4. The method of claim 3, wherein receiving input from a reading device comprises receiving radio frequency identification (“RFID”) tag information from the reading device.
5. The method of claim 1, further comprising affixing the detectable features on the package based on the encoded information.
6. The method of claim 1, wherein receiving a description of the package comprises a unique identification (“unique ID”) associated with the package.
7. The method of claim 6, wherein the unique ID comprises at least one of a lot number, an identification number printed on the package, RFID tag information and a name of the product.
8. The method of claim 1, further comprising:
providing one or more questions of the series of questions regarding the detectable features, wherein at least a portion of the received description is received in response to the one or more questions.
9. The method of claim 1, wherein providing the authentication message comprises providing a message indicating that the package is authentic if the received description matches one of the one or more stored package identifiers.
10. The method of claim 1, wherein providing the authentication message comprises providing a message indicating that the package may not be authentic if the received description does not match one of the one or more stored package identifiers.
11. The method of claim 1, further comprising removing at least one of the one or more stored package identifiers from a database in response to passing an expiration date associated with the at least one of the one or more stored package identifiers.
12. The method of claim 1 further comprising:
generating a product key derived from a product code for the package; and
encrypting the product key with one of a manufacturer key or a product line key to generate the encoded information.
13. The method of claim 12, wherein encrypting the product key produces a bit stream, and the method further comprises:
translating the bit stream into answers to the series of questions regarding the package, the detectable features corresponding to the answers to the series of questions.
14. A method of authenticating a package, the method comprising:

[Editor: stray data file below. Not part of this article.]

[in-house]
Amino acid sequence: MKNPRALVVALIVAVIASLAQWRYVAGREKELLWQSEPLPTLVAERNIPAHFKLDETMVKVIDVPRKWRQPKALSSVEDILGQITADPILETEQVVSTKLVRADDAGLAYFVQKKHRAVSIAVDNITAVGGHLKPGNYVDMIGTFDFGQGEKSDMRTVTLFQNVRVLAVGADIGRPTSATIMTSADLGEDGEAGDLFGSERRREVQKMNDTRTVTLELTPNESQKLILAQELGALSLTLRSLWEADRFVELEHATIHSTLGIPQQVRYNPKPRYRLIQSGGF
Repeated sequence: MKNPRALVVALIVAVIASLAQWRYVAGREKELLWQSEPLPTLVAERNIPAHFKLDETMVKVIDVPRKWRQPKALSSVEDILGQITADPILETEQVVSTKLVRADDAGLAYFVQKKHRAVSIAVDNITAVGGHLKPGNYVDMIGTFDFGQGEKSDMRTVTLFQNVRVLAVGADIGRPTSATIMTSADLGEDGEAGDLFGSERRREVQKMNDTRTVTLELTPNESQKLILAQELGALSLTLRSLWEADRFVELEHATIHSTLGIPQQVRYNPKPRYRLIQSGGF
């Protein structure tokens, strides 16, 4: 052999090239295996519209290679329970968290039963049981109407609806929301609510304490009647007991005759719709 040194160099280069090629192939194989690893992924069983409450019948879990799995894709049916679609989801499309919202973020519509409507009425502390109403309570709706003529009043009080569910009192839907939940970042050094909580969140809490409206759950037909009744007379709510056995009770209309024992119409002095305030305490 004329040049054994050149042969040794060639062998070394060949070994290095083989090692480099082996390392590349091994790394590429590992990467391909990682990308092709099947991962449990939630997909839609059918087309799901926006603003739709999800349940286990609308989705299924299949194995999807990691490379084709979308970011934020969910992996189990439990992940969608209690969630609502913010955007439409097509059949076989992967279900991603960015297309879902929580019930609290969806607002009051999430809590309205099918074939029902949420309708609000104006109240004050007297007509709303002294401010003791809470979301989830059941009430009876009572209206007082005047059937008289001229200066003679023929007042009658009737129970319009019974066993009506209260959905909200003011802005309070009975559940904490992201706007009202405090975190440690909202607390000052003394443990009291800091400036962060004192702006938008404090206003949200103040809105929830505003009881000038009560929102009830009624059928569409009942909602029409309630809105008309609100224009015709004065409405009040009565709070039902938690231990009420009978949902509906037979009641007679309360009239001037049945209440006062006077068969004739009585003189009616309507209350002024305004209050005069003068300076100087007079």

providing an unique ID of a package to a website;
providing information regarding one or more detectable features of the package to the website, wherein the detectable features are determined from encoded information associated with a product in the package and a series of questions regarding the package, and the detectable features are affixed to the package after being determined; and
receiving authentication information from the website regarding authenticity of the package.
15. The method of claim 14, wherein the unique ID comprises at least one of a lot number, an identification number printed on the package, RFID tag information and a name of the product.
16. The method of claim 14, wherein providing the information regarding the one or more detectable features comprises providing the information regarding the one or more detectable features in response to the series of questions received from the website.
17. A system for authenticating packages, the system comprising:
an affixing module configured to affix detectable features on a package based on encoded information;
an authentication module configured to receive a description of one or more of the detectable features and transmit authentication information based on a comparison of the received description to one or more stored package identifiers;
an encoding module configured to generate a product key derived from a producer code for the package; and
an encryption module configured to encrypt the product key with one of a manufacturer key or a product line key to produce a bit stream, wherein the affixing module is further configured to translate the bit stream into answers to a series of questions regarding the package, the detectable features corresponding to the answers to the series of questions.
18. A computer readable storage medium on which is embedded one or more computer programs, said one or more computer programs implementing a method of authenticating products, said one or more computer programs comprising a set of instructions for:
receiving a description of detectable features read from a package, wherein the detectable features are determined from encoded information associated with a product in the package and a series of questions regarding the package, and the detectable features are affixed to the package after being determined; and
providing authentication information based on a comparison of the received description to one or more stored package identifiers.
19. A computer readable storage medium on which is embedded one or more computer programs, said one or more computer programs implementing a method of authenticating products, said one or more computer programs comprising a set of instructions for:
providing a unique ID of a package to a website;
providing information regarding one or more detectable features of the package to the website, wherein the detectable features are determined from encoded information associated with a product in the package and a series of questions regarding the package, and the detectable features are affixed to the package after being determined; and
receiving authentication information from the website regarding authenticity of the package.
20. A system for authenticating a package, the system comprising:
means for receiving a description of detectable features read from a package, wherein the detectable features are determined from encoded information associated with a product in the package and a series of questions regarding the package, and the detectable features are affixed to the package after being determined; and
means for providing authentication information based on a comparison of the received description to one or more stored package identifiers.